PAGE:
Guest Bloggers: Mike and April

The Carola Home won the high school trophy for with least missing assignments!!
The Carola Home won the high school trophy for with least missing assignments!!

Working hard and having fun!

Hello again from the Carola Home! A new year has begun and our boys are doing a wonderful job with all they have to do. This year we have four Juniors and three Freshman boys in our home. They have worked hard with school work, homework, tutoring, football, other activities and home responsibilities.

First quarter we had five boys make the honor roll and two who were just short of the honor roll, giving our home a GPA of 3.32. Besides studying hard, part of their success is not getting behind in their school work and not having many missing assignments.

The boys had a great time at Wild Water West!
The boys had a great time at Wild Water West!

With all the hard work they put in so far, they really enjoy having some downtime. With donors helping provided for St. Joseph’s Indian School, each home has a budget that they go by. Part of this budget goes to home trips. Home trips are a great time to relax and have fun and build relationships. At the beginning of the year, our home went to LifeLight Music Festival and Wild Water West. They had a great time camping and enjoying some wonderful music, go carts, going down the water slides and swimming in the wave pool.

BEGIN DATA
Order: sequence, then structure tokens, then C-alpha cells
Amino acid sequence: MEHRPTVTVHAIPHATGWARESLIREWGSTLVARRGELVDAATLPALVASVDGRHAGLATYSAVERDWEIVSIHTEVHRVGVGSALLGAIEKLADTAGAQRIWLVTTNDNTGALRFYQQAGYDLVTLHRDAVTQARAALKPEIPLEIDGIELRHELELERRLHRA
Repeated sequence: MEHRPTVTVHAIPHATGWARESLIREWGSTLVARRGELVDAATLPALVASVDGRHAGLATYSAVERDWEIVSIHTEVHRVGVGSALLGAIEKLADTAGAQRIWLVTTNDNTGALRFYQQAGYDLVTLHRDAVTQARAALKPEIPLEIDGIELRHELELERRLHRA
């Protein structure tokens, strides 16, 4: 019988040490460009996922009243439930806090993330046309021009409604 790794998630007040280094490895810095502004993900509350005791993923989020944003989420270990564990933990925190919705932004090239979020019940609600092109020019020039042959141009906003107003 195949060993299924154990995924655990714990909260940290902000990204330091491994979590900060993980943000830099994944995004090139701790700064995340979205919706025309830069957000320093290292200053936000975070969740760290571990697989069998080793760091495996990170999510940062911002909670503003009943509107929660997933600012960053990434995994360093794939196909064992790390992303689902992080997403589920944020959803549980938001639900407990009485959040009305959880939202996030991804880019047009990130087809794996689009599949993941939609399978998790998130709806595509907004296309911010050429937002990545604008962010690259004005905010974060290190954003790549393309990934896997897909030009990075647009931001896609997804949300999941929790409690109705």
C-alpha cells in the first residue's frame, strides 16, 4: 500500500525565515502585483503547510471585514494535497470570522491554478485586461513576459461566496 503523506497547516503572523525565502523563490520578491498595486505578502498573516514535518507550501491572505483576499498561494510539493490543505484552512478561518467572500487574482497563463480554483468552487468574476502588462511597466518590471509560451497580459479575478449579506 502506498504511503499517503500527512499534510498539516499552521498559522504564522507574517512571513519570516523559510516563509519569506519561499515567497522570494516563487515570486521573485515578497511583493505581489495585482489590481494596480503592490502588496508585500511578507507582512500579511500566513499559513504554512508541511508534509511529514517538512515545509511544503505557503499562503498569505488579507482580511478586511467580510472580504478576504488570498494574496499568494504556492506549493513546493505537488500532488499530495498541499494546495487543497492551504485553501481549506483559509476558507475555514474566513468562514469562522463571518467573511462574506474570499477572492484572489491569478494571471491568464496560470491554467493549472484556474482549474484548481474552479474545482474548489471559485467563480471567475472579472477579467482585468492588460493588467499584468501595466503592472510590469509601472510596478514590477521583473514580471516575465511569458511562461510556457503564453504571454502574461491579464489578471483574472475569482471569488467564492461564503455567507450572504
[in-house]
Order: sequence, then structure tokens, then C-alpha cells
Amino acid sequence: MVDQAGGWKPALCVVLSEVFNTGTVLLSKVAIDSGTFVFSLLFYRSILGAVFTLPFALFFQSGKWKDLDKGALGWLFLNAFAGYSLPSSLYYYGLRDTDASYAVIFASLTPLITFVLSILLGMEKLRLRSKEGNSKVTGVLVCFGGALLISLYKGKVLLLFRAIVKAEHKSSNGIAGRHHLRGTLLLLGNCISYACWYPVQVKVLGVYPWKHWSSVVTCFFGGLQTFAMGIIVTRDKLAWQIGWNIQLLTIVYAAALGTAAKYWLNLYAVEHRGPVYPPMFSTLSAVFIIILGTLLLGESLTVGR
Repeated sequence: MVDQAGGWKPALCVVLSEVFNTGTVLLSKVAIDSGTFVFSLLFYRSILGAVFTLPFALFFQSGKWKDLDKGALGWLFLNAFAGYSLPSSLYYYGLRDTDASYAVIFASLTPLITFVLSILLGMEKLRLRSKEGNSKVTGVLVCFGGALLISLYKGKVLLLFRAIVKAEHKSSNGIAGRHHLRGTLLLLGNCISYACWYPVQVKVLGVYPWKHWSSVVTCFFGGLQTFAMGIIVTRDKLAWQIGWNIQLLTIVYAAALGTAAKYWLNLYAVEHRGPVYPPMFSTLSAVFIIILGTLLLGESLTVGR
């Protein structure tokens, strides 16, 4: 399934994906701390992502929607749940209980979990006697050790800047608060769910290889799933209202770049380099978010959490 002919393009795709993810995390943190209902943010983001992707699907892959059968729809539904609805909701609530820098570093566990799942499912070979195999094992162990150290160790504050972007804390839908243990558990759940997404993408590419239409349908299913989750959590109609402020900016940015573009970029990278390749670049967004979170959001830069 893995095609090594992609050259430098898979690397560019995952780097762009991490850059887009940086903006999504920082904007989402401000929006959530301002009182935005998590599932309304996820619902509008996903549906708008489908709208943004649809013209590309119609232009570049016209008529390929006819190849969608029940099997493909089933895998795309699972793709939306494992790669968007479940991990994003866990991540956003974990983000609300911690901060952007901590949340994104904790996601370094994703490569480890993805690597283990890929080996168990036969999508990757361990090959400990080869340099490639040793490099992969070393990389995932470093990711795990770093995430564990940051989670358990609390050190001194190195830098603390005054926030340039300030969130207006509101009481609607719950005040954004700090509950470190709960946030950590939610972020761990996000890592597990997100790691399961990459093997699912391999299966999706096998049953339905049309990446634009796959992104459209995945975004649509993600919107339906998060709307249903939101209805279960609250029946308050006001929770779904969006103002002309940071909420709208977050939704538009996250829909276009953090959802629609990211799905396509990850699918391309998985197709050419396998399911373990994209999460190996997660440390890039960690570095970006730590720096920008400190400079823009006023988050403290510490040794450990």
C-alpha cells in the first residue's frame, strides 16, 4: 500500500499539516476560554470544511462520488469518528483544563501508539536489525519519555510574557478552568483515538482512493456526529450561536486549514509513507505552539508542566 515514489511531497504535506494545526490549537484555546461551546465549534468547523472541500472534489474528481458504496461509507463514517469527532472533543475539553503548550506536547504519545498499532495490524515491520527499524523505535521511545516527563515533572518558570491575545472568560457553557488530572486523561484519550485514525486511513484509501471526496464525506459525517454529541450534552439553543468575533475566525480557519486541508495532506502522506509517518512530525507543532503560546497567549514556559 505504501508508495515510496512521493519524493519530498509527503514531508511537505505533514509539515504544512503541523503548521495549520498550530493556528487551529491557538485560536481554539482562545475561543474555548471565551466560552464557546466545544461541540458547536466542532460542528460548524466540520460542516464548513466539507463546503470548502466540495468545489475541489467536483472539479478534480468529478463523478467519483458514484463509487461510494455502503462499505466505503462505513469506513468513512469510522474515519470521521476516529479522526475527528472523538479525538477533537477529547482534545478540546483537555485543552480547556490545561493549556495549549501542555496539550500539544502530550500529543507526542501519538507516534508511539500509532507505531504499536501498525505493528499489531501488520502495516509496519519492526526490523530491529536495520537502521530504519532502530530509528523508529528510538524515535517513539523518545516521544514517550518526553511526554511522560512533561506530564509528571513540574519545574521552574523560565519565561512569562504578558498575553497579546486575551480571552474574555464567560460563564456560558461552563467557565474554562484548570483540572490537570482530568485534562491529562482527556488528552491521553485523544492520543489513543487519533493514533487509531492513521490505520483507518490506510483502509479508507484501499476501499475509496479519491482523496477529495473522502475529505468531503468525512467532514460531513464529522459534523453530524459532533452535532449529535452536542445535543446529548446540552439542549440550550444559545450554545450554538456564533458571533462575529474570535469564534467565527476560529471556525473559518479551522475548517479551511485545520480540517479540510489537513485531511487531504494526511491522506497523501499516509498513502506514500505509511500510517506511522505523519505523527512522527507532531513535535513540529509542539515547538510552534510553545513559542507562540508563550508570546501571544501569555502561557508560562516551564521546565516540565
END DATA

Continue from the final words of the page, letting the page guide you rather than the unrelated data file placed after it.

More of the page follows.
With funds for a trip already spent, the boys had to come up with a way to make money. Our boys decided to do a car wash to raise funds for another home trip.

The car wash was a great success.
The car wash was a great success.

The boys used a no school day for the car wash. They asked for a freewill donation to support their home trip. They washed many cars and they spent all day with such a positive attitude and worked very hard. They made enough money for the trip – hiking at Harney Peak, shopping at the Rushmore Mall, and dinner and movies in Rapid City.

The boys are always saying “thanks for dinner” and while we were out at the restaurant they said, “Thanks for dinner.” We reminded them that they earned this themselves and thanked them for dinner.

They were very proud and so were we. They also realized how working hard can pay off.

Big smiles from the Carola Home.
Big smiles from the Carola Home.

God’s blessing on our school year

We had our first weekend mass with the students.  Some of the students who attend St. Joseph’s aren’t all that familiar with church and it takes a while for them to learn the songs, find their places in the book and get used to the routine. But there was a good and lively spirit in the pews as we gathered to pray and ask for God’s blessing on the new school year.

While the grade school students have completed a full week, our high school students didn’t have to be back until today. The students staying in the two homes open early for those participating in sports moved from their temporary quarters into the rooms they will have for the year. In the Giles Home (freshman boys) everyone was back early. The supper table was full as they wolfed down Aaron’s homemade vegetable beef soup. Melissa remarked that they worked with 1st-3rd graders last year, and they are going to have to adjust the quantity of food they cook considerably!

The upperclassman straggled in a little later, and one or two called in because of transportation difficulties. But it’s good to have the campus mostly full again and coming back to life.

Who is easier, boys or girls?